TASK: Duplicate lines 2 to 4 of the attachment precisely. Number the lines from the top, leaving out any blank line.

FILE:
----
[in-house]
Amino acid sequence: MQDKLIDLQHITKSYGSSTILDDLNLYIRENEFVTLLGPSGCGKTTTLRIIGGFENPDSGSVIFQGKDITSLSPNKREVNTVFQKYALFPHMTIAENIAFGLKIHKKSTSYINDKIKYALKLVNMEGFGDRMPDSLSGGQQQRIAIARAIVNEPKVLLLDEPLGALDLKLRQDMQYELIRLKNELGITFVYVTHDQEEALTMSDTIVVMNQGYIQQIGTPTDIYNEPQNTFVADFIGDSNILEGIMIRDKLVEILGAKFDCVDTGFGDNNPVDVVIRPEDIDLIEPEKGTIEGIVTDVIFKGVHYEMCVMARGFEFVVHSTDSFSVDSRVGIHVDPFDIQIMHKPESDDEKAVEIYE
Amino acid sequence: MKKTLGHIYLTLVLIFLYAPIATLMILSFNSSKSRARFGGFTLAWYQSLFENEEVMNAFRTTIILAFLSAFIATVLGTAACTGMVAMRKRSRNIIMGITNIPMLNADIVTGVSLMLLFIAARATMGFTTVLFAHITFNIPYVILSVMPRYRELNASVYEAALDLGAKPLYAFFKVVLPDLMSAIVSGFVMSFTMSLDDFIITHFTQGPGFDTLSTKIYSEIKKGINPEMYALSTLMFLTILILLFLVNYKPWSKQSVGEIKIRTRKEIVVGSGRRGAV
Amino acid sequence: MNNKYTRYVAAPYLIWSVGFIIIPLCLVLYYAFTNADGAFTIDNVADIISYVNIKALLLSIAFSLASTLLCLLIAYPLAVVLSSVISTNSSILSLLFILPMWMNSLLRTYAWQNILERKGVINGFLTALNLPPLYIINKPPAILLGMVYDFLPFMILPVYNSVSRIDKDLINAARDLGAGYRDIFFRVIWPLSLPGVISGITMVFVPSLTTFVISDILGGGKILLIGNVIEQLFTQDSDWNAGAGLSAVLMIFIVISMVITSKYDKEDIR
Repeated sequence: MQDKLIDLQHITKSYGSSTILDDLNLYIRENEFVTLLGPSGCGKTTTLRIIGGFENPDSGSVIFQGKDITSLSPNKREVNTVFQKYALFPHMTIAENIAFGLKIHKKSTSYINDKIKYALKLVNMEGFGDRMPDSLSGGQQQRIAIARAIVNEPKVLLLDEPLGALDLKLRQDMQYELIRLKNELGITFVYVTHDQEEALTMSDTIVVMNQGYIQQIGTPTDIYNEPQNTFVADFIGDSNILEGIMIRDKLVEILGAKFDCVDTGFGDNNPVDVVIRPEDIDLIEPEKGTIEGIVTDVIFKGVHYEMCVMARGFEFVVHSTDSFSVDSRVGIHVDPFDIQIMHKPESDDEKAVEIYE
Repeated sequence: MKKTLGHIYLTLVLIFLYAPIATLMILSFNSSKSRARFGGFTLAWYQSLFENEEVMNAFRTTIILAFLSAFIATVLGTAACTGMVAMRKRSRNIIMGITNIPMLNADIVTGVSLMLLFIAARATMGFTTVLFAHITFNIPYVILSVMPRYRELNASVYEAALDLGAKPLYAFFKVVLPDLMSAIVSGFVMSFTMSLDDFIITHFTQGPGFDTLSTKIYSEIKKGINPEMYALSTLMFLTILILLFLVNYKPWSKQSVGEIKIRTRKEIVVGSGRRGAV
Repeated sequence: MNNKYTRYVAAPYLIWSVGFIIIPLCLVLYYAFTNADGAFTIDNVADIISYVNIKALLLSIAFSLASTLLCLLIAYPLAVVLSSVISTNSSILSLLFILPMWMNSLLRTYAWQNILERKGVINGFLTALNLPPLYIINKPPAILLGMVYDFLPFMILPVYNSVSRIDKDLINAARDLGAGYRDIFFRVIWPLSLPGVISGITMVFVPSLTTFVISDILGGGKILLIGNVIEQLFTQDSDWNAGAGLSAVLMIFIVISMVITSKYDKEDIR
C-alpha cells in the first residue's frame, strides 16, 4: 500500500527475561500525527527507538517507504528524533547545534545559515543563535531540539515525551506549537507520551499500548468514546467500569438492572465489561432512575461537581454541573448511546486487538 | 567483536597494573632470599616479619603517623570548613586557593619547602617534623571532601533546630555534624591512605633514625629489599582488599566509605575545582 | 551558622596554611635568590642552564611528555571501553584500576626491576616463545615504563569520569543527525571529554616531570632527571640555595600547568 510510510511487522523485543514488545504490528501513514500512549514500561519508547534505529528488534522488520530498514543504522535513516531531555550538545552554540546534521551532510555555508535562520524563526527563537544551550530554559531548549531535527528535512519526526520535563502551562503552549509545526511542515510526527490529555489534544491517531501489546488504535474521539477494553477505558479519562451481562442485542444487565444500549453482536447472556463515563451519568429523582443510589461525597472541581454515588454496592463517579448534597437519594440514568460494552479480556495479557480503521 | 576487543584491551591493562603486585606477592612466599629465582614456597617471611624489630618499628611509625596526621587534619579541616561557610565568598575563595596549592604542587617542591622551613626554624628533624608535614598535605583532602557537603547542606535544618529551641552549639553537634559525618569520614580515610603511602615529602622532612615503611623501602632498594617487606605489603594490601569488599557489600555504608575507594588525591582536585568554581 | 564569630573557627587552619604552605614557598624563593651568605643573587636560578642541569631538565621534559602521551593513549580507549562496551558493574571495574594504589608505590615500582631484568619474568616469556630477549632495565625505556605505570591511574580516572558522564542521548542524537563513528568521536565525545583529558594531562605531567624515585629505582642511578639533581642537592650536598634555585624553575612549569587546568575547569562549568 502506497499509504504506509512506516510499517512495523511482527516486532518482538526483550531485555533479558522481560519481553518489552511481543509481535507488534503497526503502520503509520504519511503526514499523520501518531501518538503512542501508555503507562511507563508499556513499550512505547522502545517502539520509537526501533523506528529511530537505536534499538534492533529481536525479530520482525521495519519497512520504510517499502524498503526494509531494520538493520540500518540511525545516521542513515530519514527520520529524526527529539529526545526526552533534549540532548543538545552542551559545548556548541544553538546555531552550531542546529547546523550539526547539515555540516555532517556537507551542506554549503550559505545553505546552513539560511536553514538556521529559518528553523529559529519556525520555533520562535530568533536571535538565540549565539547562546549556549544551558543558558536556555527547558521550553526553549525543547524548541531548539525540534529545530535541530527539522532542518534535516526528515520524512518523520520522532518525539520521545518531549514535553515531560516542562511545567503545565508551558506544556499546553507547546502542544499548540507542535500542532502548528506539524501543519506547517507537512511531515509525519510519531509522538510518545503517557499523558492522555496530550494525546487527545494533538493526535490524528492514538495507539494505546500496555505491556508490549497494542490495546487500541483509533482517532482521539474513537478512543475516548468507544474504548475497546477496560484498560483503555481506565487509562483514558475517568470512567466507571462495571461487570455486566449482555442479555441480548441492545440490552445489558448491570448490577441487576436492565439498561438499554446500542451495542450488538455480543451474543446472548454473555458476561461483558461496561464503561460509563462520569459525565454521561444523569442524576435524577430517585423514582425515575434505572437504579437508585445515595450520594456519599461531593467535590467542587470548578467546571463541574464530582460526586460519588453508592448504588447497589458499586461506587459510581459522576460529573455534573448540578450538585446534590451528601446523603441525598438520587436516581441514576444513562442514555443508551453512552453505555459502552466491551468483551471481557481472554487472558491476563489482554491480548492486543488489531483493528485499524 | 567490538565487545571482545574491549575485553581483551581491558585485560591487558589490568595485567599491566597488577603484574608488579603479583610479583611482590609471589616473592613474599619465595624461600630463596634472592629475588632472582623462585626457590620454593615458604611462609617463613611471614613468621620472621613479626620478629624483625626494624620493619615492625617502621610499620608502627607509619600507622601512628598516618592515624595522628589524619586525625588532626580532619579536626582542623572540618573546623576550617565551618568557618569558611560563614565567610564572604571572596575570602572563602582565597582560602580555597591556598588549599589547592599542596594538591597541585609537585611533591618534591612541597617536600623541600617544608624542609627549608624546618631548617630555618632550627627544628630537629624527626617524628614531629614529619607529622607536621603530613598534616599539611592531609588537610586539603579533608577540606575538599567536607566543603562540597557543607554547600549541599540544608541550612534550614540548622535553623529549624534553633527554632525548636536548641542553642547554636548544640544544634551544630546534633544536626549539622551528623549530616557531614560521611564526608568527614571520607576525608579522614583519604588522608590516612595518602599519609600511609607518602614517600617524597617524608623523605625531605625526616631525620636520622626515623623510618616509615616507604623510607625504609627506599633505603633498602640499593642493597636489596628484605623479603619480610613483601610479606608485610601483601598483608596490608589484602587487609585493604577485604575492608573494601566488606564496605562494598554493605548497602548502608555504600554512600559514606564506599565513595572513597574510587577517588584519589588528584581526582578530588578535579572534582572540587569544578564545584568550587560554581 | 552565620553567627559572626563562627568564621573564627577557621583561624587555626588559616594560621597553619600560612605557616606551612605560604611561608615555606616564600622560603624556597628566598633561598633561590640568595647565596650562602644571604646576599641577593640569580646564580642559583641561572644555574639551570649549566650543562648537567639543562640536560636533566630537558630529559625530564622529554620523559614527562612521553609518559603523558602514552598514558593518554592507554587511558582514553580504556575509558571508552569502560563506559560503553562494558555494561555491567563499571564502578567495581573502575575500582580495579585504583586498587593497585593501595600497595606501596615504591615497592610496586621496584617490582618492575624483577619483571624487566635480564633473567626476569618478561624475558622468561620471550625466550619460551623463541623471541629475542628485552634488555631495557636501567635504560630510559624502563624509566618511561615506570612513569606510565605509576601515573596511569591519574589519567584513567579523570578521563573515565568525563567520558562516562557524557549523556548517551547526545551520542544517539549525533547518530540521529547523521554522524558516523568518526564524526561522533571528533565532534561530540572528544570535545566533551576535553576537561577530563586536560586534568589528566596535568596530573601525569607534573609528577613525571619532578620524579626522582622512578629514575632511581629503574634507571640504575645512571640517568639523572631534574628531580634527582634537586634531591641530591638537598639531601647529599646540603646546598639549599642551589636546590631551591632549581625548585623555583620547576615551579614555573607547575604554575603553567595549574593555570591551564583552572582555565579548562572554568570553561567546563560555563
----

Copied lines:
Amino acid sequence: MQDKLIDLQHITKSYGSSTILDDLNLYIRENEFVTLLGPSGCGKTTTLRIIGGFENPDSGSVIFQGKDITSLSPNKREVNTVFQKYALFPHMTIAENIAFGLKIHKKSTSYINDKIKYALKLVNMEGFGDRMPDSLSGGQQQRIAIARAIVNEPKVLLLDEPLGALDLKLRQDMQYELIRLKNELGITFVYVTHDQEEALTMSDTIVVMNQGYIQQIGTPTDIYNEPQNTFVADFIGDSNILEGIMIRDKLVEILGAKFDCVDTGFGDNNPVDVVIRPEDIDLIEPEKGTIEGIVTDVIFKGVHYEMCVMARGFEFVVHSTDSFSVDSRVGIHVDPFDIQIMHKPESDDEKAVEIYE
Amino acid sequence: MKKTLGHIYLTLVLIFLYAPIATLMILSFNSSKSRARFGGFTLAWYQSLFENEEVMNAFRTTIILAFLSAFIATVLGTAACTGMVAMRKRSRNIIMGITNIPMLNADIVTGVSLMLLFIAARATMGFTTVLFAHITFNIPYVILSVMPRYRELNASVYEAALDLGAKPLYAFFKVVLPDLMSAIVSGFVMSFTMSLDDFIITHFTQGPGFDTLSTKIYSEIKKGINPEMYALSTLMFLTILILLFLVNYKPWSKQSVGEIKIRTRKEIVVGSGRRGAV
Amino acid sequence: MNNKYTRYVAAPYLIWSVGFIIIPLCLVLYYAFTNADGAFTIDNVADIISYVNIKALLLSIAFSLASTLLCLLIAYPLAVVLSSVISTNSSILSLLFILPMWMNSLLRTYAWQNILERKGVINGFLTALNLPPLYIINKPPAILLGMVYDFLPFMILPVYNSVSRIDKDLINAARDLGAGYRDIFFRVIWPLSLPGVISGITMVFVPSLTTFVISDILGGGKILLIGNVIEQLFTQDSDWNAGAGLSAVLMIFIVISMVITSKYDKEDIR